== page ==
Dr. Emma Goodstein, a family and community medicine resident at Banner — University Medical Center, has been honored with a national award for her work in community medicine. Goodstein received the 2019 National Community Service Recognition award from the Association of American Medical Colleges.
AAMC presents this award to the resident who has given to the community beyond what their residency requires. It “recognizes those who have made contributions above and beyond the rigors of residency training to improve the local communities surrounding their training institution,” according to the AAMC website.
“I actually didn’t know what it really was when I got it because my program director nominated me,” Goodstein said.
Dr. Sommer Aldulaimi, associate professor of family and community medicine and associate residency program director, nominated Goodstein for working hard during her time of residency at the Arizona Asylum Network Organization.
“Dr. Goodstein is passionate and cares about her patients tremendously,” Aldulaimi said in her letter of recommendation for the award. “She has gone above and beyond to advocate for her patients, and her patients love her.”
Goodstein contributes most of her volunteer hours with refugees and asylum seekers who come across the U.S.-Mexico border.
During her residency with the Arizona Asylum Network Organization, she has planned a multidisciplinary workshop to train physicians to perform medical forensic examinations for asylum seekers. She has also found a way to offer Continuing Medical Education credit to providers who have completed the training.
“Being a medical resident is grueling and often means working 80 hours a week, but Emma always finds time for community service,” said Dr. Claire Lamneck in an email. “Not only does Emma perform forensic evaluations to strengthen an individual’s asylum case, but she also helps to train and inspire other medical providers to do the same.”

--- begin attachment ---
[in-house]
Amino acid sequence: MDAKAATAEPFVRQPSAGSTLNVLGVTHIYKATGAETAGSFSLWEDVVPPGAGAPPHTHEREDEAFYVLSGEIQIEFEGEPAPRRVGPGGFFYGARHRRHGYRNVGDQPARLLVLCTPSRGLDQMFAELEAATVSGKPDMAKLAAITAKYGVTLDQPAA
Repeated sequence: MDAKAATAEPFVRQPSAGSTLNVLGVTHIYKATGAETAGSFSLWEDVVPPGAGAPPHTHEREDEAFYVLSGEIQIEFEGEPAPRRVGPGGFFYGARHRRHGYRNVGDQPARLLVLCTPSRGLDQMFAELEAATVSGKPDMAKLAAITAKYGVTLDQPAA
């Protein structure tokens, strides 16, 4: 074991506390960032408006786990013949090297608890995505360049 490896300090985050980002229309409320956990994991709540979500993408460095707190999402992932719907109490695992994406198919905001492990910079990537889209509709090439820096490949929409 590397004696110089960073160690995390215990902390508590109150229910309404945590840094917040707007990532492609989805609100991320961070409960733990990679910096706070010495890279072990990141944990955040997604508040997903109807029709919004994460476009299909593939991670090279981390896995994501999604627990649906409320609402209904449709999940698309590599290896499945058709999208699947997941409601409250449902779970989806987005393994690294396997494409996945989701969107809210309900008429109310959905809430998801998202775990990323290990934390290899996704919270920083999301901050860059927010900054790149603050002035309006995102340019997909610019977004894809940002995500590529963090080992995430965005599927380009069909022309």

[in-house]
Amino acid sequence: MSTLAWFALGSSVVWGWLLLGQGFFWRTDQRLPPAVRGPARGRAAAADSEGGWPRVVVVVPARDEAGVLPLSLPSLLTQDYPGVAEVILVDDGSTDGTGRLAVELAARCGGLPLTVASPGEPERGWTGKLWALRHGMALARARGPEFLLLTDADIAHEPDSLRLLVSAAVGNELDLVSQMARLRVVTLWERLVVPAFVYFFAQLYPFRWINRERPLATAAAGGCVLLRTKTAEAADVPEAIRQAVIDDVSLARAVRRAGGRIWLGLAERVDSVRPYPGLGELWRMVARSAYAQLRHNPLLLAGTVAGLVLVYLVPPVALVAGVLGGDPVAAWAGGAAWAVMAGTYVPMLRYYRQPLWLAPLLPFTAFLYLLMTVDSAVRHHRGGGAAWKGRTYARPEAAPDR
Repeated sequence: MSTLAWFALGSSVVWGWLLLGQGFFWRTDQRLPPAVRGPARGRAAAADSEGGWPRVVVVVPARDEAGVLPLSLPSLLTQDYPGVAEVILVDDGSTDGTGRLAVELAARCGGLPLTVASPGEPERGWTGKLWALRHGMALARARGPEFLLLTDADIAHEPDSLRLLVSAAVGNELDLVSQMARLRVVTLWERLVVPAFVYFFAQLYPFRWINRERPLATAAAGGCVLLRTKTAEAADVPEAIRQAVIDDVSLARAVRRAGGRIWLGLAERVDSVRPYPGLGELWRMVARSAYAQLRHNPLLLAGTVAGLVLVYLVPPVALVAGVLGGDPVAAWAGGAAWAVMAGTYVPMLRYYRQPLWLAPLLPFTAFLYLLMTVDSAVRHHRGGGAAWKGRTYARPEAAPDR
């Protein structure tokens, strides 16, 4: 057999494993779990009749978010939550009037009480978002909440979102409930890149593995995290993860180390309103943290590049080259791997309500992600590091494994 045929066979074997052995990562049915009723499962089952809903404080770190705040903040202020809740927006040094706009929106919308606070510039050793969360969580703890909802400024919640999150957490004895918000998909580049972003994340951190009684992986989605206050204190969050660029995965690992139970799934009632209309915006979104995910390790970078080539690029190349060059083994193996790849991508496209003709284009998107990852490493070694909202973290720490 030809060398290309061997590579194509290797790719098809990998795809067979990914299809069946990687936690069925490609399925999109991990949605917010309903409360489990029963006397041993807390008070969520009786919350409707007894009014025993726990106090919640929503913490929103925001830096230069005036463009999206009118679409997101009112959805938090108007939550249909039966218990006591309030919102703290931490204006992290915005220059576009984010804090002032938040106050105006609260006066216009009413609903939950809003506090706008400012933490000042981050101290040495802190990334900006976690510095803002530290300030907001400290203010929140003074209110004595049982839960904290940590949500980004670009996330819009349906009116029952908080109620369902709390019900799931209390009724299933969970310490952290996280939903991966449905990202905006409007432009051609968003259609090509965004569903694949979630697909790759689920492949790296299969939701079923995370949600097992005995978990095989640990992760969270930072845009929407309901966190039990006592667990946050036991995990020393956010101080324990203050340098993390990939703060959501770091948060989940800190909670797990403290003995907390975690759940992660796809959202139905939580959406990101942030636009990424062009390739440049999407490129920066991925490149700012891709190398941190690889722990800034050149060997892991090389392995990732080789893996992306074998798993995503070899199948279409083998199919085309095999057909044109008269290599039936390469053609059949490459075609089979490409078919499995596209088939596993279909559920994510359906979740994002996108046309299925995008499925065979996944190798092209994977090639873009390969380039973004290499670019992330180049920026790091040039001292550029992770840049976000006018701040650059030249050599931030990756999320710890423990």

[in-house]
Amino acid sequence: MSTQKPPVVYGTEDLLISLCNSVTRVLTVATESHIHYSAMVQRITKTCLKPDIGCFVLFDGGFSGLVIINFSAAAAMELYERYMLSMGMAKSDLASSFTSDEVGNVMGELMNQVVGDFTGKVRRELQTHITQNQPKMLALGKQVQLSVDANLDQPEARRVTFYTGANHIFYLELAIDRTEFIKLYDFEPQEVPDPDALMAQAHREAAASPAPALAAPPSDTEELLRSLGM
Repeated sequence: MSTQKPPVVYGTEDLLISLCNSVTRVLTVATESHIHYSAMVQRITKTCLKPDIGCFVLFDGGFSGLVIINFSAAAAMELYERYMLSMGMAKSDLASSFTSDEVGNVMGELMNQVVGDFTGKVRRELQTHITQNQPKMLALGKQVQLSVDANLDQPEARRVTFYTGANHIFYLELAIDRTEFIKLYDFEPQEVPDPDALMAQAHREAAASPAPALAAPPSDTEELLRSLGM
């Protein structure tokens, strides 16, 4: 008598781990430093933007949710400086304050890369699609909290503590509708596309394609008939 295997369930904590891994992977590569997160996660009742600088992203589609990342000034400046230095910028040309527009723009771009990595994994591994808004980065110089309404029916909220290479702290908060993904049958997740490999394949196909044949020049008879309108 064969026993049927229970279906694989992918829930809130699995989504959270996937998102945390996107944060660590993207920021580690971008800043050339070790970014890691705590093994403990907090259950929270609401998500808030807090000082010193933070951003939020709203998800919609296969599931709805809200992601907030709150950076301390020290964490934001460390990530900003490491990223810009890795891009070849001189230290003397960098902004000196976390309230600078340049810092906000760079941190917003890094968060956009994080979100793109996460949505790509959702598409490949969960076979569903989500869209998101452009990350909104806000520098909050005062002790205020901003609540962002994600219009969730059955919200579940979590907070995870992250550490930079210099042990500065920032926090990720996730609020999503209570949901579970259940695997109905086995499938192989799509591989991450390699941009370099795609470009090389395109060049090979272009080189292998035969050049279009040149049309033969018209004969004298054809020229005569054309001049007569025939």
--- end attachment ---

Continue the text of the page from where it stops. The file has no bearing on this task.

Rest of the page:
Goodstein volunteers at Casa Alitas, a shelter program for asylum seekers. The program services migrant families who have left their homes due to violence or poverty. She performed medical screening exams for asylum seekers who were dropped off by U.S. Immigration and Customs Enforcement. She also writes training for physicians on how to perform medical evaluations.
Other community service she has done in the past includes the Latino LinQ/GLADLY study, where she tested for HIV at nightclubs; the South Georgia Farmworker Health Project, where she provided medical care to migrant farmworkers through mobile clinics; and Clarkston Community Health Center, where she directed a weekly student-run, free medical clinic for refugees in the Atlanta area.
“Even though she is doing so much in terms of service, Dr. Goodstein has been elected our new chief resident for next year,” Aldulaimi said.
This year, Goodstein has also won the Resident Achievement Award from the University of Arizona South campus and was a nominee for the Arizona Association of Family Physicians Brazie Award for Outstanding Second Year Resident.
Goodstein is originally from Portland, Ore., but graduated in 2010 from Wesleyan University with a bachelor’s degree in history. She decided she wanted to go to medical school at the end of college.
“I didn’t really have a lot of purpose and I wanted to do something useful,” Goodstein said.
It was during her post-bacc year and her experience in 2012 working with Partners in Health in Chiapas, Mexico, that she knew she wanted to do family medicine.
“I was working with these doctors that worked in these little tiny clinics where they had no interest or cell phones and basically just had their brains,” Goodstein said. “I thought that was super cool, and that’s when I decided I wanted to go into medicine.”
In 2013, Goodstein attended the Emory University School of Medicine in Atlanta, Ga., where she got her M.D.
The UA College of Medicine South campus was her first choice when picking a residency because it was close to the border, where she wanted to work the most. Her newly wedded husband also matched at the UA in emergency medicine.
To help with her volunteering and job, Goodstein is now an official bilingual health care provider after taking the test this year. She has been practicing her Spanish since she was in grade school, but she didn’t feel comfortable speaking Spanish until she went to Chiapas and was the only English speaker, she said.
Goodstein will be recognized at the AAMC annual meeting in November, where she will be awarded $1,250 to give to a non-profit charity of her choice. She chose to donate to Casa Alitas.
She said she encourages everyone to get out there and volunteer, doctor or otherwise, because there are a lot of people who need help.
In her free time, when she is not with her residency and volunteering, she likes to ride her bike around Tucson, garden and read science fiction.
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